Electrical, electronic goods export surges
The shipment of electrical and electronics goods from Bangladesh displayed an impressive growth of 48 per cent in July-May of the outgoing financial year on the back of improving product quality and government support, official figures showed.
According to the Export Promotion Bureau, Bangladesh earned $115.30 million by selling electrical and electronics items in the overseas markets in the first 11 months of 2022-23, which was $77.86 million during the identical period a year earlier.
This means the segment has surpassed the $105 million export target set for the entire FY23, which ends on June 30, as well as the actual receipts of $100.10 million recorded in the previous financial year.
The stellar performance comes at a time when Bangladesh's overall export earnings have slowed owing to the global slowdown and higher inflation. The shipment grew 7.11 per cent year-on-year in July-May.
Bangladesh exports electronic home appliances such as refrigerators, air-conditioners and televisions as well as electrical goods like power transformers, fans, cables, switches, sockets, circuit breakers and batteries.
"The rising export of electrical and electronics products gives a signal that Bangladesh is advancing in technologies," said Rabiul Alam, chief executive officer of Energypac Engineering Ltd.
Energypac Engineering exports a number of electrical products to more than 20 countries, including India, Nepal and Malaysia.
According to Alam, the export of electrical products such as transformers is growing significantly thanks to higher quality and competitive prices.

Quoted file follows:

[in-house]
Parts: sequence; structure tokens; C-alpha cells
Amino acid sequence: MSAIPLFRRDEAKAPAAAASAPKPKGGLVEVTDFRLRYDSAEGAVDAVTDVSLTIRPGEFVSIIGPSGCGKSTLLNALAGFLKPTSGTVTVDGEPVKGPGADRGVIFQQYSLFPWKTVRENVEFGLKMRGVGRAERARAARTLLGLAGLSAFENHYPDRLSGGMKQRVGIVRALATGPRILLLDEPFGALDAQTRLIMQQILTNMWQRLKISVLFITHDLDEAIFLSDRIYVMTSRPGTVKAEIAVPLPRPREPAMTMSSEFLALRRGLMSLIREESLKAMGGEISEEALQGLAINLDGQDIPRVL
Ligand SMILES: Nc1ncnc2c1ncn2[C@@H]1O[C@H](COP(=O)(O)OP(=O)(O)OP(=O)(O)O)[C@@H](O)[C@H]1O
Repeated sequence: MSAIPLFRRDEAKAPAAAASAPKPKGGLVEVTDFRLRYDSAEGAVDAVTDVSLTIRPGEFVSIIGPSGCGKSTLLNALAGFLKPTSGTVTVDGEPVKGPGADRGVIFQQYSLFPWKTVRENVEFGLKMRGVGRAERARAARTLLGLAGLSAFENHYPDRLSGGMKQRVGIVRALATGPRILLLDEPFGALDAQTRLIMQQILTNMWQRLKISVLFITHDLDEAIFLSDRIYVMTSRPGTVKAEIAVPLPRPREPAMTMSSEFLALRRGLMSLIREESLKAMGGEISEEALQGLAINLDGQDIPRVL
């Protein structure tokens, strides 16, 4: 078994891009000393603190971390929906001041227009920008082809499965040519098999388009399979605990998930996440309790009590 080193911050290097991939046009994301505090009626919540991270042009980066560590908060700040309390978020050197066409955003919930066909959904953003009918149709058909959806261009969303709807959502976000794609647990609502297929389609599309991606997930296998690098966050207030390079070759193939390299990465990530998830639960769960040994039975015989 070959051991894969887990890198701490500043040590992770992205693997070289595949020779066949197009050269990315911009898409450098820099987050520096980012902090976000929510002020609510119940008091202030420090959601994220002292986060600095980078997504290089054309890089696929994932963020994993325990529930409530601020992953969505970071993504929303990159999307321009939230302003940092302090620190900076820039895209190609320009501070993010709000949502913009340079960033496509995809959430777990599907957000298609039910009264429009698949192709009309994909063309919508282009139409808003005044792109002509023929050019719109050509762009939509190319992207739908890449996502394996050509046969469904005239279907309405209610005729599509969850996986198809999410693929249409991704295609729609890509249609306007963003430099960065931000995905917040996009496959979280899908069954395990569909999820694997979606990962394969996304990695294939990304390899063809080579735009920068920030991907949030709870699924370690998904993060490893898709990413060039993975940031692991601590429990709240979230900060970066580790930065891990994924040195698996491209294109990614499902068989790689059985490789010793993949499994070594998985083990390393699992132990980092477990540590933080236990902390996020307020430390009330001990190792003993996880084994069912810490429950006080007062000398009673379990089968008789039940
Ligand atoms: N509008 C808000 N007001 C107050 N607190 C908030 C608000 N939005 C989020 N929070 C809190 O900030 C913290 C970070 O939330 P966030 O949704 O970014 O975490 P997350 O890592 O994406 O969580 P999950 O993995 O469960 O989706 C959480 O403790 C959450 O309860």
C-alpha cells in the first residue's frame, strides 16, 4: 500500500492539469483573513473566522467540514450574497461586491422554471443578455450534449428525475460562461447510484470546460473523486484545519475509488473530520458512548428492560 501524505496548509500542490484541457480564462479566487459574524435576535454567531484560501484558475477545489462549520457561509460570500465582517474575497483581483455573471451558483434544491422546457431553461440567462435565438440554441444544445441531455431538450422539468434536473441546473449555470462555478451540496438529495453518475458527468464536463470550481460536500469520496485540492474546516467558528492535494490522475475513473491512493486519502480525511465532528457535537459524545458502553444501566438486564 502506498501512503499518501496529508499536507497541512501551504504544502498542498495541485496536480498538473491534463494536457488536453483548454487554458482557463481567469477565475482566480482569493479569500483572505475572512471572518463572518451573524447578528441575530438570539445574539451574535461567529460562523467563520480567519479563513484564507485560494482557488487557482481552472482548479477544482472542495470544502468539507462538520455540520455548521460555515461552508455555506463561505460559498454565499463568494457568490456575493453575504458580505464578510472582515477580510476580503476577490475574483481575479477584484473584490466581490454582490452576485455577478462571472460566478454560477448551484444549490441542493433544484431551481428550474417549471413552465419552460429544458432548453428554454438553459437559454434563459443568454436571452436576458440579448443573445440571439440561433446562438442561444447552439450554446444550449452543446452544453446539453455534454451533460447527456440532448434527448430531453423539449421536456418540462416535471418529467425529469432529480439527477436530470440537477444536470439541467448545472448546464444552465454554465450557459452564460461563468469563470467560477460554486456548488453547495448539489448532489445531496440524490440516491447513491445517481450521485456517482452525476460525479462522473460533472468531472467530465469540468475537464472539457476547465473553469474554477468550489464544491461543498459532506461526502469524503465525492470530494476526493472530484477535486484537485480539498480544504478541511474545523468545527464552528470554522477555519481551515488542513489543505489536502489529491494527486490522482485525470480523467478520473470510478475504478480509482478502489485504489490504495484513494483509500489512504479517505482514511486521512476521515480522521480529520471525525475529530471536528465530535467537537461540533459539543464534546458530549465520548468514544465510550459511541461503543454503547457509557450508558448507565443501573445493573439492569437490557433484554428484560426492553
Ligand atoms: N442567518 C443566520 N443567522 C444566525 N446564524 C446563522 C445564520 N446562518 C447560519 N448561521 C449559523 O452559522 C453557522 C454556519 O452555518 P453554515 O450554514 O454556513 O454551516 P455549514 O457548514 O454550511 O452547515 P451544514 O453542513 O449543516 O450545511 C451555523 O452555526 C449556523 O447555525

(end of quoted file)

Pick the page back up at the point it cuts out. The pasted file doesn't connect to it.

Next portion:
Energypac Engineering is already exporting transformers to Adani Electricity Mumbai.
Alam said Energypac has obtained certification from Italy about the quality of its transformers. "This has opened up the opportunities to tap export potentials in Europe and other countries."
Didarul Alam Khan, chief marketing officer at Walton Hi-Tech Industries PLC, said the company is producing electrical products of international standards.
"Bangladesh is now capable of producing quality consumer electronics goods at competitive prices because the country has skilled workers."
Walton is exporting consumer electronic goods, including refrigerators, air conditioners and televisions, to more than 40 countries, and is working to expand its footprint in Europe and America.
Munawar Misbah Moin, managing director of Rahimafrooz Renewable Energy Ltd, said the shipment of battery has increased as the sector has recovered from the impacts of Covid-19.
Bangladesh mainly exports batteries to East Asian, African and South Asian countries.
Moin said his company can supply eco-friendly and quality batteries at competitive prices. "So, the demand for our batteries is rising."
Rahimafrooz's batteries are used in cars, so the orders for the products have gone up following the massive improvement in the pandemic scenario.
The government's 15 per cent cash incentive for the battery sector is helping local manufacturers explore business opportunities in the global markets.
The battery segment is not without setbacks.
For example, manufacturers are unable to ensure a timely supply of products as they can't open letters of credit on time due to a lack of US dollars to import raw materials needed to make batteries.